This review contains spoilers.
1.5 Lesser Evils
Oh Elementary, you’re not making it easy for your defenders are you? This week’s corpse-choking opener put a whacking great tick in the ‘pallid Sherlock rip-off’ column, handing your detractors enough fuel to keep their incensed fires burning for a good long while.
Lesser Evils opened with Jonny Lee Miller strangling a dead body in a hospital mortuary, a scene that will have rung all kinds of bells for Sherlock fans, none of who will have forgotten that our introduction to Benedict Cumberbatch’s glorious Holmes saw him setting upon a cadaver with a riding crop in precisely the same scenario. That’s Miller off Cumbie’s Christmas card list this year then…
Things didn’t really improve from thereon in. Even Miller’s usually charismatic performance wasn’t enough to elevate Lesser Evils from oversentimentality and generic medical/crime drama banality. So plodding and predictable was its narrative, any number of TV detectives could have solved the case of the Angel of Death. Heck, my golden retriever could probably have pinned the lurking janitor and the ego-monster surgical department head from the off.
After The Rat Race’s illuminating glimpses into Holmes’ emotional life, Lesser Evils attempted to do the same for Watson by delving into her lapsed medical career, but offered only a superficial look at the character’s situation. Likeable as Liu is in the role, from Watson’s wistful looks down hospital corridors to her browsing those ‘what larks’ med school photos (soundtracked by the kind of tune that would once have accompanied Joey pouting over Pacey in Dawson’s Creek), what should have provided character depth felt only shallow and tiresomely familiar.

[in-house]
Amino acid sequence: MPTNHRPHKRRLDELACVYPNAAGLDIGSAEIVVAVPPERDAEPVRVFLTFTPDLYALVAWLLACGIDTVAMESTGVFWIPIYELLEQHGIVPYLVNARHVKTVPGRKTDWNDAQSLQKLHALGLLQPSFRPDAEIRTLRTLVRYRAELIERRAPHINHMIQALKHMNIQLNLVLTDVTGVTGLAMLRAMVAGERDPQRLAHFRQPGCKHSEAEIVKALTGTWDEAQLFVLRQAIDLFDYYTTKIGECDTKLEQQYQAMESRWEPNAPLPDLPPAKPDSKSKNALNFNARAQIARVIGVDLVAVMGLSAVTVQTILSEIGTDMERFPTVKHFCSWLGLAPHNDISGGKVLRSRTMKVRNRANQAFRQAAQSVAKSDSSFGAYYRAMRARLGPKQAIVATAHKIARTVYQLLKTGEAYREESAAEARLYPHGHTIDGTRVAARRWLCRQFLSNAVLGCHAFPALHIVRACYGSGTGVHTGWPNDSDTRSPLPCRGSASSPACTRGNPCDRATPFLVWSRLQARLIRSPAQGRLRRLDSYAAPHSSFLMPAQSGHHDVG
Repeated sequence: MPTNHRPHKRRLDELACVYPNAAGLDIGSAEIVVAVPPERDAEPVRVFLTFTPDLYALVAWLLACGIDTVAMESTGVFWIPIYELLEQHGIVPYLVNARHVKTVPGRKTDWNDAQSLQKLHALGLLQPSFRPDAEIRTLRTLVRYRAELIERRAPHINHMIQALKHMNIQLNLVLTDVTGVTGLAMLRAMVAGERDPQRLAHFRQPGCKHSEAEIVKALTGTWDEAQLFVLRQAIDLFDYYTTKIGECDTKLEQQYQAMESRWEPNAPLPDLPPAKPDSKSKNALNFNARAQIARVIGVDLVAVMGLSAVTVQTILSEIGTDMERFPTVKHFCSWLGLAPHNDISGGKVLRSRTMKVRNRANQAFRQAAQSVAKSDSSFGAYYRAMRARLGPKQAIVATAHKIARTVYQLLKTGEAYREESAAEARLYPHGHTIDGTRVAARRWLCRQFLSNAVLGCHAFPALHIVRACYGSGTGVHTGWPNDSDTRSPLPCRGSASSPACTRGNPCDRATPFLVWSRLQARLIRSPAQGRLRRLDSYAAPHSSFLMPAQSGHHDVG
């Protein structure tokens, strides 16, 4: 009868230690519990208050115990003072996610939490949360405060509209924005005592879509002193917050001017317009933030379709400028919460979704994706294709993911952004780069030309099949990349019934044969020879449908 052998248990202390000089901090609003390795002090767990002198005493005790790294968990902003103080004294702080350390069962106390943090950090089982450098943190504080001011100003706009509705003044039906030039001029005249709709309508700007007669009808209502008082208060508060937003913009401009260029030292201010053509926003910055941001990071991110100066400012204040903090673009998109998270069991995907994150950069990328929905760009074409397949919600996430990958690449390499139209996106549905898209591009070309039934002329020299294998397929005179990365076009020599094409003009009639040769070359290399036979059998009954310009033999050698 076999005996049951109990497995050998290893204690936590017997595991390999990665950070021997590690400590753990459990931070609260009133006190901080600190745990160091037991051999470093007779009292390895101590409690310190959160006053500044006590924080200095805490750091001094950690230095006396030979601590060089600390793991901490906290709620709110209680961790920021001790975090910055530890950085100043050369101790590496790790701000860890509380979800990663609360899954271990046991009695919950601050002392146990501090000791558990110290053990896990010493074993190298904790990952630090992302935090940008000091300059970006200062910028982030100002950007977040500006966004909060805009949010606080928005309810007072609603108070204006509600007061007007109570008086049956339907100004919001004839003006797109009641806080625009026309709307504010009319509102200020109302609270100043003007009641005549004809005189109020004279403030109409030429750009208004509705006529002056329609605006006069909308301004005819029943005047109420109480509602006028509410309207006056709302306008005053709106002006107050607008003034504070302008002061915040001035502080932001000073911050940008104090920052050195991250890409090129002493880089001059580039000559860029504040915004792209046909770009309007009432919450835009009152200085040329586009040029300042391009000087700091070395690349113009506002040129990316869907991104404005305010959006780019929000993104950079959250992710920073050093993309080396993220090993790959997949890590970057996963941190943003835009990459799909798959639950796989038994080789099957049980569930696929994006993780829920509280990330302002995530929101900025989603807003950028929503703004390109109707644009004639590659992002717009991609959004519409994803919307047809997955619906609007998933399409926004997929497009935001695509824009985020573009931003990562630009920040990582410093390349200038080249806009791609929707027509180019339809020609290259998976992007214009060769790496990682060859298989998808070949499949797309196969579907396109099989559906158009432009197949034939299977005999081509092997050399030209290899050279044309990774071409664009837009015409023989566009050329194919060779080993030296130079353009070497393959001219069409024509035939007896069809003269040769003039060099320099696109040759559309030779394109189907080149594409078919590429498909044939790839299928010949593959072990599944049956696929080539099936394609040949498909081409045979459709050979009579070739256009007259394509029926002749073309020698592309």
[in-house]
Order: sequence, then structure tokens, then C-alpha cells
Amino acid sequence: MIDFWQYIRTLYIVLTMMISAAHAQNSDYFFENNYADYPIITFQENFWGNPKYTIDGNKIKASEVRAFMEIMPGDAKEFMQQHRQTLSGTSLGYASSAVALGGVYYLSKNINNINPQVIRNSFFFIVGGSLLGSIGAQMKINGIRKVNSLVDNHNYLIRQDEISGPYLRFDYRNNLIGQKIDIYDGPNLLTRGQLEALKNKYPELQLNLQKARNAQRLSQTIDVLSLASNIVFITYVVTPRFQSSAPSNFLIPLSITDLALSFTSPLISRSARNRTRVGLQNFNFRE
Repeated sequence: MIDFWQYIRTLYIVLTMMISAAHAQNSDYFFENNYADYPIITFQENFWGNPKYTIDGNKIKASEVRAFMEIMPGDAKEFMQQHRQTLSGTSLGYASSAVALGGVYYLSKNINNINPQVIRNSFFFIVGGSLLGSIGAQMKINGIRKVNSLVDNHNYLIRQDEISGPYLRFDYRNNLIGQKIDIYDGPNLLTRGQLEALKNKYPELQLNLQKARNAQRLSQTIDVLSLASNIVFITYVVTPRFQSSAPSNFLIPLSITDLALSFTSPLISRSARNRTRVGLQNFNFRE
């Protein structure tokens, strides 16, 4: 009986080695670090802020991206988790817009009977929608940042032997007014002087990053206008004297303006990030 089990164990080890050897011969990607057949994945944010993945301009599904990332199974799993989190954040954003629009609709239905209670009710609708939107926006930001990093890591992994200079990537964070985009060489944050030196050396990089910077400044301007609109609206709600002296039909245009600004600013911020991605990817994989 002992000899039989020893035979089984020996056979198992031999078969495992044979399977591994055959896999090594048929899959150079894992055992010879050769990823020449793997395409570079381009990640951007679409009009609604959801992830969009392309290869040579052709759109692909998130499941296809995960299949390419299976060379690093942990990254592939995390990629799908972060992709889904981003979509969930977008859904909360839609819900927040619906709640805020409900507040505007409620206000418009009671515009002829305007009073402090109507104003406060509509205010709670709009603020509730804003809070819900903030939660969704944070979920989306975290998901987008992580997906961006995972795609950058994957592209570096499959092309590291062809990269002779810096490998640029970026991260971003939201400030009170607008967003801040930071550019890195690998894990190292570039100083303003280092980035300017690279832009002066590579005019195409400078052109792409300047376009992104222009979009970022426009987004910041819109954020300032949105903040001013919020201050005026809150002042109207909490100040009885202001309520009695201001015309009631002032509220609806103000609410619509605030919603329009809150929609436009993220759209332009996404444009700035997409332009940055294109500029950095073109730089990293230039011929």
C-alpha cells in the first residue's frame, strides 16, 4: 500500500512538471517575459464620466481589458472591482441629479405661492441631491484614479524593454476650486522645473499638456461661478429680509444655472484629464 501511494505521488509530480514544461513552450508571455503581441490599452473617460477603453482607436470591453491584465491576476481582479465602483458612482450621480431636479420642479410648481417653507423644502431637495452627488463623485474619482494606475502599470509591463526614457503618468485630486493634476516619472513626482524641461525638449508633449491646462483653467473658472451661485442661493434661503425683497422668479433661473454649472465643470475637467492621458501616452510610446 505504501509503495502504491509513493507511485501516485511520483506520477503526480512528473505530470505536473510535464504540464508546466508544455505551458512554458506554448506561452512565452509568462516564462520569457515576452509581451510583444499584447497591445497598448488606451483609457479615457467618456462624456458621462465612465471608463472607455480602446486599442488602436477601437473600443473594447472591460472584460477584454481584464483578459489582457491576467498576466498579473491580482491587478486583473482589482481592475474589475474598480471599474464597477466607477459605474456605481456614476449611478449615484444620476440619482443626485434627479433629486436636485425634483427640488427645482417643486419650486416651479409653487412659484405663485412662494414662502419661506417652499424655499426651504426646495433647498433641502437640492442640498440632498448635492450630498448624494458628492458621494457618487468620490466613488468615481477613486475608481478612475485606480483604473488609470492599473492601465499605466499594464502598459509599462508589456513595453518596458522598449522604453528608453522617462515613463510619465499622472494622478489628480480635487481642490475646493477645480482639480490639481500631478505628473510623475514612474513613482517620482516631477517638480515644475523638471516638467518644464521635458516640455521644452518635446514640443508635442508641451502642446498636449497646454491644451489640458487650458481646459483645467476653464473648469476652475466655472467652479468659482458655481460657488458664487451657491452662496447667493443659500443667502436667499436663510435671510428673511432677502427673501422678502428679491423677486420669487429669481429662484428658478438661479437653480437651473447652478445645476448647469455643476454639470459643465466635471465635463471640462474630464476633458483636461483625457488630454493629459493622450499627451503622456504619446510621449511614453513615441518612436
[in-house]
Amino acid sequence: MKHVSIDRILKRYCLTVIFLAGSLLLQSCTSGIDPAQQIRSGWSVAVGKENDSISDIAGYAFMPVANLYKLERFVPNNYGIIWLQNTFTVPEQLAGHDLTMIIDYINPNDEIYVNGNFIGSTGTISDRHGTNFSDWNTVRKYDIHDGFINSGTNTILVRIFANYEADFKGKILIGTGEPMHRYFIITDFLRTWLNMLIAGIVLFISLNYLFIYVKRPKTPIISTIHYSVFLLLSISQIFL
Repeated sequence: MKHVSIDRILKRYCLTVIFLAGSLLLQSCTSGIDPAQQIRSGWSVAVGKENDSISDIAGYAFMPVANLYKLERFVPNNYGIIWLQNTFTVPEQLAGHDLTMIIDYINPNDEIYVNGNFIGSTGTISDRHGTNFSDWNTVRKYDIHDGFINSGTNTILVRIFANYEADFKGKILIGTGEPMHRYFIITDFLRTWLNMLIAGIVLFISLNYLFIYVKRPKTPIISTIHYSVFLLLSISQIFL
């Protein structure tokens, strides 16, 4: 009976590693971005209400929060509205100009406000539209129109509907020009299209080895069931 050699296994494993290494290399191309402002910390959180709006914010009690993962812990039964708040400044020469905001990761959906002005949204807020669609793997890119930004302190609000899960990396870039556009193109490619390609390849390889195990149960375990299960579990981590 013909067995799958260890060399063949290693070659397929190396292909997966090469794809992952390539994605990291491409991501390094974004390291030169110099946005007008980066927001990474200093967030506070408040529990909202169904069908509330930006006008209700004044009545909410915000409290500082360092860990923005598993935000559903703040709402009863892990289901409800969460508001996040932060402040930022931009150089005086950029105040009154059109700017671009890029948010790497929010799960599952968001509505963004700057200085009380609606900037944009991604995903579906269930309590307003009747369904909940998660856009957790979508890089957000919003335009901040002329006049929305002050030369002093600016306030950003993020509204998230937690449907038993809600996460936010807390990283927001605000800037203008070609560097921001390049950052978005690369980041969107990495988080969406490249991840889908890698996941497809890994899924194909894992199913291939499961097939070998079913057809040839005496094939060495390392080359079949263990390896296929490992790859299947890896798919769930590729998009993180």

Personally, the moment I realised the episode wasn’t up to its usual diverting standard was when I experienced an involuntary inner shudder at the use of Sherlock’s first name. It was as if Watson had called Miller’s character Beyoncé, or Jesus, or Ronald Macdonald, so incongruous was the proper noun ‘Sherlock’ in such a straightforward medical drama. The episode felt more ER than Conan Doyle, and closer to an uninspiring House spin-off than anything else.
It’s always disappointing when a show of which you’ve become genuinely (and unexpectedly in this case) fond delivers a sub-par instalment, but that’s what Elementary did this week. A loose theme of luck vs. skill and instinct vs. risk ran through the script, but so, unfortunately did a bunch of sugary clichés that, try as they might, Liu and Miller (whose lines this week lacked the enjoyable acerbity of previous episodes) could do very little with.
Never mind though, such is the way with twenty-two episode US series. The sheer number of stories-of-the-week to be told makes it quite natural for the odd duffer to come along. Elementary still has a talented cast going for it, let’s just keep our fingers crossed they’re given something more engaging to do next week (and that it hasn’t been ported over from its much more consistently impressive BBC twin).
Read Frances’ review of the previous episode, The Rat Race, here.
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